Outlook strong for I-88 but could be challenged by limited space

by Sara Freund, Staff Writer

Butterfield Corporate Park | Courtesy of COMMERCIALCafé

The past year was robust for industrial projects, and while Interstate-88 didn’t have the same burst of activity as did I-55 or I-80, it still fared well.

Eight new buildings totaling 2.7 million square feet were completed in the I-88 corridor in 2016, according to a report from Colliers International. Five of those were build-to-suit and three were speculative projects totaling 1.2 million square feet.

Duke Realty Corporation developed the largest build-to-suit project for Fellowes Inc. at 2850 Duke Parkway in Aurora’s Butterfield Corporate Park, Colliers reported. The 499,140-square-foot warehouse sits on about a 25-acre site within the corporate park.

Three speculative projects, totaling 1.2 million square feet, were delivered, only one of which has been leased, according to Colliers. Amazon has leased 402,860 square feet of space at Butterfield Corporate Park at 4200 Ferry Road. In the same corporate park, the company pre-leased a 954,720-square-foot spec facility as well. The two other spec projects, CenterPoint Business Park at 1600 Sequoia Drive and Gateway Logistics Park at 1100 Orchard Gateway, do not yet have tenants.

The leasing activity this year fell slightly short of the numbers last year even with all the activity from Amazon. In total, 2.4 million square feet of leases were signed compared to last year, which was at 2.6 million square feet.

“The past four years, we’ve witnessed significant developer interest in the I-88 corridor, as just shy of 5 million square feet was completed, 54 percent of which was built on spec,” Craig Hurvitz, vice president of market research at Colliers, said. Much of the user demand came from medium- to large-sized tenants who were looking for modern facilities and found scarce options in the I-55 corridor.

The vacancy rate has fluctuated quite a lot because of the completion of spec construction, Colliers reported. The second quarter saw the lowest vacancy rate at 6.7 percent. This rate then jumped up to 8.08 percent the next quarter while ending the year at 7.3 percent.

The net absorption skyrocketed this year to 2.3 million square feet, more than quadruple what it was in 2015, according to Colliers. The increase resulted from the five build-to-suit facilities totaling 1.5 million square feet that were completed last year.

Despite the fluctuation in the vacancy rate, David Friedland, an executive director at Cushman & Wakefield, thinks the slowdown is temporary.  Friedland is a 22-year veteran in the industrial market and specializes in I-88 corridor sales and leases.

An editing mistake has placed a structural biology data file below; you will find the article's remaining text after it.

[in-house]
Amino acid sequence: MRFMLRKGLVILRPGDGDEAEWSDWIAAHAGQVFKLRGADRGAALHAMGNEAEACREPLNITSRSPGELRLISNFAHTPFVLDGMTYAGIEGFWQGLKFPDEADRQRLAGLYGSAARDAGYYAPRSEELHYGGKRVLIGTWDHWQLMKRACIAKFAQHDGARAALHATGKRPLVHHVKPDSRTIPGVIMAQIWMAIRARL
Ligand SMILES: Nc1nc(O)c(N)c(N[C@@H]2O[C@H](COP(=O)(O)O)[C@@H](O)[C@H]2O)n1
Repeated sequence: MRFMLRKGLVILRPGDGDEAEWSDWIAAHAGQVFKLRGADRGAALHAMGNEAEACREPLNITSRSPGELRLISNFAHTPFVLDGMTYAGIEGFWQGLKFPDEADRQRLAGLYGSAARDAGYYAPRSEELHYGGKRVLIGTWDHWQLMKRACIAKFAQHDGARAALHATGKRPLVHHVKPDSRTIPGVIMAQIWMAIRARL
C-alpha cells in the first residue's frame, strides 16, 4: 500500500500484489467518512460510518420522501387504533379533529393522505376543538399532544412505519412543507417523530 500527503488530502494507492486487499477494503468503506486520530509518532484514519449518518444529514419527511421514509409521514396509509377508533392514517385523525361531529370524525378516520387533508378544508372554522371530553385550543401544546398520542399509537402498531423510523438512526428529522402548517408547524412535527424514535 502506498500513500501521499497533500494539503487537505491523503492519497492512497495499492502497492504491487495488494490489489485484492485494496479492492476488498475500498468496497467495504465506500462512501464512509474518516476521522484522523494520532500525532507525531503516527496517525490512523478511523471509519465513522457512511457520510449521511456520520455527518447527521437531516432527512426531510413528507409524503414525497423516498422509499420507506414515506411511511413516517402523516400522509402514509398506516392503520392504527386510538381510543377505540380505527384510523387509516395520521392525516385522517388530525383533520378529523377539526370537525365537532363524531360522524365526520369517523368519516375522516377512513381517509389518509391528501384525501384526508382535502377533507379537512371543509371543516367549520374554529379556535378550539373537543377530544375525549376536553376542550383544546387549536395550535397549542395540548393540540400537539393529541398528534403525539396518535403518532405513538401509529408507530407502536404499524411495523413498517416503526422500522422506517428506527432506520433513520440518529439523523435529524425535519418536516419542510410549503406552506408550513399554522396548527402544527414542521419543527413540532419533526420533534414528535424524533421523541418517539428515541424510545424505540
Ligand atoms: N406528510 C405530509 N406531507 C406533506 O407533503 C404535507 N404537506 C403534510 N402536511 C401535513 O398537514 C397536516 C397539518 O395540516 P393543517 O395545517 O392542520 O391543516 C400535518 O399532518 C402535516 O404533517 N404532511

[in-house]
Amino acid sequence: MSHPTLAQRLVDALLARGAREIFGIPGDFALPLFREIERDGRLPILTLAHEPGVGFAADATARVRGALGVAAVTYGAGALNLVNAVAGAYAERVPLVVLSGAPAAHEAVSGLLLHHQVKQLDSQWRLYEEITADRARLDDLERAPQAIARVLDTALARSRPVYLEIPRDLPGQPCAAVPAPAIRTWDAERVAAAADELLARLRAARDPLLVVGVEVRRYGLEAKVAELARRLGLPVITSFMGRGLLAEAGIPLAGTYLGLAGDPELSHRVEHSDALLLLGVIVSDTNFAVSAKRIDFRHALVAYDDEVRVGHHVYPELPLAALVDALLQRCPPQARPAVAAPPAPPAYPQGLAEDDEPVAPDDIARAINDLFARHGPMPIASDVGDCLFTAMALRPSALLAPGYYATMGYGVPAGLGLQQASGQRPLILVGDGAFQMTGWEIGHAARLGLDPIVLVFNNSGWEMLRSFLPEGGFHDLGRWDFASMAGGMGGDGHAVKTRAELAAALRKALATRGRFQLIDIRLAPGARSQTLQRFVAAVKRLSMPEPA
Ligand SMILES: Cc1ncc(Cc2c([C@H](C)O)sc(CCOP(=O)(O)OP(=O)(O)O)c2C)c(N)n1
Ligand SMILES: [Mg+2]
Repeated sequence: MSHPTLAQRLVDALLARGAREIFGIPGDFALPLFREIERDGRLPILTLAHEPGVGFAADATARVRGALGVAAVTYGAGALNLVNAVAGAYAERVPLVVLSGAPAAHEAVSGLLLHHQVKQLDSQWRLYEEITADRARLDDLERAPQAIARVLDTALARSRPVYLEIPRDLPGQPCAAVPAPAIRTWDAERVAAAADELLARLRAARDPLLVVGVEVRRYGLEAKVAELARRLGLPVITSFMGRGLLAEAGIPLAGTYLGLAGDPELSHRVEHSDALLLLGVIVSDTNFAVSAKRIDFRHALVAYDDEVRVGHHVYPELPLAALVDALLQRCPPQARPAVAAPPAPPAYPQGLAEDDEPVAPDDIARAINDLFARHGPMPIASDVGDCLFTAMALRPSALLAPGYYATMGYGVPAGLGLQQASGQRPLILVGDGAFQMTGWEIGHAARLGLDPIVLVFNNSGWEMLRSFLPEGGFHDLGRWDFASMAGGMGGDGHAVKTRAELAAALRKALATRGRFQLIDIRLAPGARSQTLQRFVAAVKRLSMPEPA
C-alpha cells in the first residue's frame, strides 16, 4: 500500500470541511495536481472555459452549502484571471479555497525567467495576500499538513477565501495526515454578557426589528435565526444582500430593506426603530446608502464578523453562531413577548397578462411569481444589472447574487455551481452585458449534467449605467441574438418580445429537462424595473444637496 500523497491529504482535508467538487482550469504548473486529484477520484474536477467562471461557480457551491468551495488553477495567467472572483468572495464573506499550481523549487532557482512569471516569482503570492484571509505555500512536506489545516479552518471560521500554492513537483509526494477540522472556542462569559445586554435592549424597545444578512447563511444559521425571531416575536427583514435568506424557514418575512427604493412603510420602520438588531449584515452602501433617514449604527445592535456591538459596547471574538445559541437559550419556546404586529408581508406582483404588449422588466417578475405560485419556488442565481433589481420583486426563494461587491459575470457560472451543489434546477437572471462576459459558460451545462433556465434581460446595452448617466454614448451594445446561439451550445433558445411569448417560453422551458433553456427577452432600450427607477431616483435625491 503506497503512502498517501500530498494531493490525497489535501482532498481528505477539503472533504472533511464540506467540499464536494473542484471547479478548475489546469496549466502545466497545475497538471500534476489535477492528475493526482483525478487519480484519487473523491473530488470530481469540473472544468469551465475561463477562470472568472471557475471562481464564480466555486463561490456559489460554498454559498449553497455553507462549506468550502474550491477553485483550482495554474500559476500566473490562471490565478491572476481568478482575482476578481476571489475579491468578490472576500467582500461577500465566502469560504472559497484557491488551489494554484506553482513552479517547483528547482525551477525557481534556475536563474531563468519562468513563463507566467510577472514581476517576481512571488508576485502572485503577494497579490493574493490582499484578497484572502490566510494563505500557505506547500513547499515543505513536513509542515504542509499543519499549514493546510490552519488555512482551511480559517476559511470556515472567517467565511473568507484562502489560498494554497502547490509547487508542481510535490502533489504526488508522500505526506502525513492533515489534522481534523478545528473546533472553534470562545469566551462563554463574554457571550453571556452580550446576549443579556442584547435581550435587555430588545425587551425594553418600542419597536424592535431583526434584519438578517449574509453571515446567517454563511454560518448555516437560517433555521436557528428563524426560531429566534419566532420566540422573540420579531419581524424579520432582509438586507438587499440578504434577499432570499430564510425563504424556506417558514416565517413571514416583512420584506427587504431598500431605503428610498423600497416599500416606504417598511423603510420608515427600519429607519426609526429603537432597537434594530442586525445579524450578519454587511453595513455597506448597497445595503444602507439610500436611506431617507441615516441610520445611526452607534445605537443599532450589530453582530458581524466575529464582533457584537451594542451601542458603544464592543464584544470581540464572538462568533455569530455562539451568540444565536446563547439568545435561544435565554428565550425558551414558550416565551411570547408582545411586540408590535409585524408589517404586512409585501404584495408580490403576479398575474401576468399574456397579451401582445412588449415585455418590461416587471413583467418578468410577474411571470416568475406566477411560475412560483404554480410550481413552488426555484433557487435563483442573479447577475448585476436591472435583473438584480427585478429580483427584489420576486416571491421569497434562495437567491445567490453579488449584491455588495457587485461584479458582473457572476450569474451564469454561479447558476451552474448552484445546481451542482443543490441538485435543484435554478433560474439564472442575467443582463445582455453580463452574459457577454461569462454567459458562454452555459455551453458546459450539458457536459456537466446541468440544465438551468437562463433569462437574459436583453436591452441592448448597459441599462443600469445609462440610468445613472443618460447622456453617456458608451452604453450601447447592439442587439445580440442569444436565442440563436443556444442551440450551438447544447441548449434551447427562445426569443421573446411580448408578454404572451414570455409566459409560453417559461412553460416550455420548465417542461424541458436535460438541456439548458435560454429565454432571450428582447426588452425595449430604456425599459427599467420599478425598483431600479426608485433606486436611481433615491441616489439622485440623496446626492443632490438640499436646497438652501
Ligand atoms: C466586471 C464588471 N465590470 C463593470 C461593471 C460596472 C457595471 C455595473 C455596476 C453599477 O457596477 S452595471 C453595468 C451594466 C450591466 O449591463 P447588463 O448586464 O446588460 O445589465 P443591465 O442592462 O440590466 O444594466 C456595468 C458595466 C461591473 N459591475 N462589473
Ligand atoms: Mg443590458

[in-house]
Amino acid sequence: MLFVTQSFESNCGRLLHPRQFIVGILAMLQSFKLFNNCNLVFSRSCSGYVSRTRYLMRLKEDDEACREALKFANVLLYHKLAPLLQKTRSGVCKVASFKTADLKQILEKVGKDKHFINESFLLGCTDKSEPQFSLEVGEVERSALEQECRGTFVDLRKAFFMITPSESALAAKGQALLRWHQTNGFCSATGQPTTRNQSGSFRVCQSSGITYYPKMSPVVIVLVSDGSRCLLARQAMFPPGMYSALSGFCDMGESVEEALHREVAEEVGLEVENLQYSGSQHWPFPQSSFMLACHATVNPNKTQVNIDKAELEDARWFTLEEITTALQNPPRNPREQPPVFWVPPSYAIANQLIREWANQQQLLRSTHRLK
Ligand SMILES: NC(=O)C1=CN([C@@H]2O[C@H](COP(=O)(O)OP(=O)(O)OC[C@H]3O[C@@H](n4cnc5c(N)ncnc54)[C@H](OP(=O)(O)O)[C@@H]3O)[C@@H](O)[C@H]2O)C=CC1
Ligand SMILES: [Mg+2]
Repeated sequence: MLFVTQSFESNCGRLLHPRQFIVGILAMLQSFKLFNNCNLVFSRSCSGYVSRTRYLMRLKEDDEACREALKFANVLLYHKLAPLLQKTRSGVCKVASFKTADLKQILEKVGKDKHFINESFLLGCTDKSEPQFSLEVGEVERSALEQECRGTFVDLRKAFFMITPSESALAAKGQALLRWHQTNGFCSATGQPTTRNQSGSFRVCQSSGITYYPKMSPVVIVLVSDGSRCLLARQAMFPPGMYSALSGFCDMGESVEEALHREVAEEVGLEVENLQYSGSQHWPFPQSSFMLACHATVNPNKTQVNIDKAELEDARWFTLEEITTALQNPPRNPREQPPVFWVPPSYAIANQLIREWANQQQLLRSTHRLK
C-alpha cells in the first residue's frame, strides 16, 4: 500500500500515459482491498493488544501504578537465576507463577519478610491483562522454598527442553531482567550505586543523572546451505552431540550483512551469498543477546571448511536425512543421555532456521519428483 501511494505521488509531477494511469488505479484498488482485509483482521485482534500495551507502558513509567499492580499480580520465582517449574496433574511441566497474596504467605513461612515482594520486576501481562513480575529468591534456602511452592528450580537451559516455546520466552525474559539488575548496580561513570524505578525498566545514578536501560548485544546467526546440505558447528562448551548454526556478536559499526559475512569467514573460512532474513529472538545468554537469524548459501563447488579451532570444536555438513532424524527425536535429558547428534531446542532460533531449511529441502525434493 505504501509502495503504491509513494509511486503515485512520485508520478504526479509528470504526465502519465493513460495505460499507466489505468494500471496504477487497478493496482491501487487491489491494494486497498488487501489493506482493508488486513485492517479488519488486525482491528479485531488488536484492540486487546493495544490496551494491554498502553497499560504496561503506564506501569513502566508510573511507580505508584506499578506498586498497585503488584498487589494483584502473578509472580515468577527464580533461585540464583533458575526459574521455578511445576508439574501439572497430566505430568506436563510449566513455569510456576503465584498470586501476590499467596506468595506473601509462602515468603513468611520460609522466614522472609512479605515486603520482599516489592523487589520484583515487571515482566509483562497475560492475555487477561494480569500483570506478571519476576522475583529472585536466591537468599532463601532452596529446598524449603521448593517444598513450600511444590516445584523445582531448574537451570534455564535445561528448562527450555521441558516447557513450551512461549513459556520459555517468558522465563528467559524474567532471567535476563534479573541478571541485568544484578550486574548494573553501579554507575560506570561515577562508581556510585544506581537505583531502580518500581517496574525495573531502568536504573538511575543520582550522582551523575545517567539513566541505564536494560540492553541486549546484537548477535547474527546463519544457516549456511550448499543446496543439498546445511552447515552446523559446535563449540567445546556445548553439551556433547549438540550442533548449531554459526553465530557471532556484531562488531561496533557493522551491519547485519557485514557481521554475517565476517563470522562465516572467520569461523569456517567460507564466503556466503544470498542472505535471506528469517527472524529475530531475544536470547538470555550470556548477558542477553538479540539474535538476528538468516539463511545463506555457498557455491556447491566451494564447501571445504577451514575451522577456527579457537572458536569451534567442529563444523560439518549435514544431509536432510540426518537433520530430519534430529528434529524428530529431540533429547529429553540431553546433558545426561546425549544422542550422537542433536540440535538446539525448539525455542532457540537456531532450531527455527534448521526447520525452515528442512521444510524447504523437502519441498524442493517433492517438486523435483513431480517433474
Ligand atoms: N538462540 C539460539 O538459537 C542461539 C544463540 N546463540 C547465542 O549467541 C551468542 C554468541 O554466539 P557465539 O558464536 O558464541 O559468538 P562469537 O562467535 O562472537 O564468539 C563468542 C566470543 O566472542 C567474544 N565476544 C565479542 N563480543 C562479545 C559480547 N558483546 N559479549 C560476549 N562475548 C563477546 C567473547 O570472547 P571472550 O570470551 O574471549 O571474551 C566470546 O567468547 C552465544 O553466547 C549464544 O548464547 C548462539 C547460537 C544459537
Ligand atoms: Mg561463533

“It’s not usual to see a decrease at the end of the quarter, especially after such a robust year,” he said. “There are all kinds of speculation as to why. Sometimes the market is so active it’s difficult to continue.”

Friedland expects the market will keep up the activity seen throughout 2016, especially with low interest rates and e-commerce being a huge driver. He also sees the activity from Amazon as a positive, and that it could attract certain companies to the area. One of the advantages to I-88 is that it is a hybrid market—it’s not in the middle of nowhere. Business owners want to work and live in the corridor, he said.

A problem Friendland foresees is the challenge of keeping a balance between supply and demand. During the past five to seven years, he’s noticed significant growth in the submarket. While that activity is good, it also presents the challenge of limited space.

It just isn’t easy to attract big box users to the I-88 market because there aren’t many available sites for them, Friedland said. The same goes for buyers coming out of multi-tenant buildings looking for stand-alone smaller buildings. He predicts new construction will continue, both spec and build-to-suit, but that new building will focus on smaller projects between 100,000 and 200,000 square feet.

When there’s so much new product, second-generation buildings will have to be more competitive, Friedland said. Even with limited supply, those buildings might have to be less expensive.

“Everyone asks whether we are in the 7th inning or the 9th inning,” said Friedland. “All I can say is that industrial will be strong for another year. There’s no let-up in sight.”

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